Media Bulletin

Freelance Journalist Focus: Andrew Cave

By Laihan Burr Dixon

13th July 2010

Category:

Freelance journalist Andrew Cave is a business interview writer and the author of ‘The Secrets of CEOs’. In today’s Focus, he talks to FeaturesExec about his most memorable interviews, his passion for music and what he’d do with £1,000.

About your journalism:

What do you write about?

I’ve been a business and financial reporter for most of my career and cover all areas of business, finance and industry but a particular focus is personal interviews with business leaders. I write the weekly chief executive business profiles in the business section of The Sunday Telegraph and interviewed more than 200 chief executives worldwide for my book: “The Secrets of CEOs,” the latest edition of which comes out on June 15.

Where are we likely to see your work?

The Sunday Telegraph and The Daily Telegraph. I also write regularly for CorpComms magazine about the public relations industry and contribute to a wide range of magazines and corporate titles.

What’s the most memorable interview you’ve done?

Gosh, that’s a tricky one. In the world of business interviews, you tend to be judged as much on who you secure to interview as the writing itself so you have to endeavour to excel at both but the most powerful people aren’t always the most interesting. The mavericks are the most fun. Oracle chairman Larry Ellison was fascinating; Ryanair’s Michael O’Leary is always very entertaining and Jeff Bezos at Amazon.com is just plain wacky. Ben Verwaayen, the former BT Group CEO who now runs Alcatel-Lucent and Michael Spencer are extroverts who are great for amusing anecdotes, while Sir Martin Sorrell is very stimulating and Resolution Group chairman Clive Cowdery is simply a most interesting guy. Then there are outstanding CEOs like Tesco’s Sir Terry Leahy that you just can’t help but admire. The off-the-wall ones may be the most memorable though. I once interviewed Caprice about her lingerie business in a room full of frilly knickers! And in the interviews for “Secrets of CEOs,” one chief executive of a major UK insurance company confided that he regularly brings an actress into HQ to teach him how to act out the role of being a chief executive.

Which business people in the world would you most love to interview?

I guess I’d probably say Steve Jobs, like most other business journalists.
He is probably the most iconic business figure of our times and when somebody never does interviews, it does increase the stakes somewhat. Having seen Warren Buffett in action a number of times at his Omaha “Woodstock for Capitalists” beanfeast of an annual meeting, I think a one-on-one with him would be very entertaining too. I’d also like to interview Bono about his business interests and a pure management interview with Sir Alex Ferguson or Jose Mourinho about the way they actually manage people would be very, very interesting.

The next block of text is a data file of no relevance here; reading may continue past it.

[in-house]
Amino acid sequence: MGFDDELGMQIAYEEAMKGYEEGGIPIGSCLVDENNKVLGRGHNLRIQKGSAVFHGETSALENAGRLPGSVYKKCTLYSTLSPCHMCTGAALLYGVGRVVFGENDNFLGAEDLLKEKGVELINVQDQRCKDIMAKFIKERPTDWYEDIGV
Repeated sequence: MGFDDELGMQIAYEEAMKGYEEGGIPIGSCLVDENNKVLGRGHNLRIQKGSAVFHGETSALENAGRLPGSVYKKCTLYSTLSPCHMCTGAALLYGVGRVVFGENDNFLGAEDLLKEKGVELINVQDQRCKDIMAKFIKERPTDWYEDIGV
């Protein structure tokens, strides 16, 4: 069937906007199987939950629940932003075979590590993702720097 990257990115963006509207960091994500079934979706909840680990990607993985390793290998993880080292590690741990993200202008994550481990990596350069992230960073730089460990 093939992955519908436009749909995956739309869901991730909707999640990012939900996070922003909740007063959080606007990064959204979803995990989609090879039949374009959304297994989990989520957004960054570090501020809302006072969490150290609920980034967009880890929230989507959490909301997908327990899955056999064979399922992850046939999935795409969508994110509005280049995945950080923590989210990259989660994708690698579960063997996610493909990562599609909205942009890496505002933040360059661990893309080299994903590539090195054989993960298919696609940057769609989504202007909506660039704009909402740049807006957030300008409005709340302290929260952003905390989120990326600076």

About you and PRs:

Where do you source ideas for articles?

I have a long wish-list of people I’d like to interview but welcome calls from anyone with an idea.

How can PRs be useful to you?

I’m always happy to receive offers of interviews or ideas about potential
subjects. It can take a long time to get some interviews and sometimes one
needs to be inventive. Attending site visits and conferences can be a good
way of getting access to people, so it’s always good to hear about
opportunities there. And I’ve interviewed a number of chief executives in
their cars on the way to airports.

How and when do you like them to get in touch?

By phone, email and texts is fine. I’m finding an increasing number of PR’s
also use social networks like Linked In to make contact, which is fine too.

Do you find press conferences, trips, parties and other events useful or an interruption?

Because I’m freelance, I’m pretty flexible in being able to make a lot of
these events so I do find them useful for access and to make connections.

If you could make one change to the way PRs deal with you, what would it be?

Wanting a list of questions emailed to them before an interview is probably
the big one. I never have a list and find that if the questions are
prescribed like that, you usually miss the story. I usually say that I’m
happy to discuss the general topics and am also happy to chat afterwards if
there are any sensitivities.

About you:

How would you pay the bills if you weren’t a journalist?

No idea. When I was asked by my career teacher at school what I would do if
I couldn’t be a journalist, the only thing I could think of was working in a
record shop as I’m passionate about music. That’s probably still the case,
though there aren’t many record shops left these days.

If we gave you £1000, how would you spend it?

Well, my Man Utd season ticket is up for renewal very soon…

What books are on your bedside table, magazines in your bag, or blogs on your screen?

I’m a pretty voracious reader of anything I can lay my hands on. Obviously,
on the business front, biographies are pretty helpful to my work. The one I’m
currently working my way through is “Cold Steel” about Lakshmi Mittal.

The New Secrets of CEOs: 200 Global Chief Executives on Leading was published on June 15 by Nicholas Brealey Publishing.

[img|jpg|Andrew Cave]

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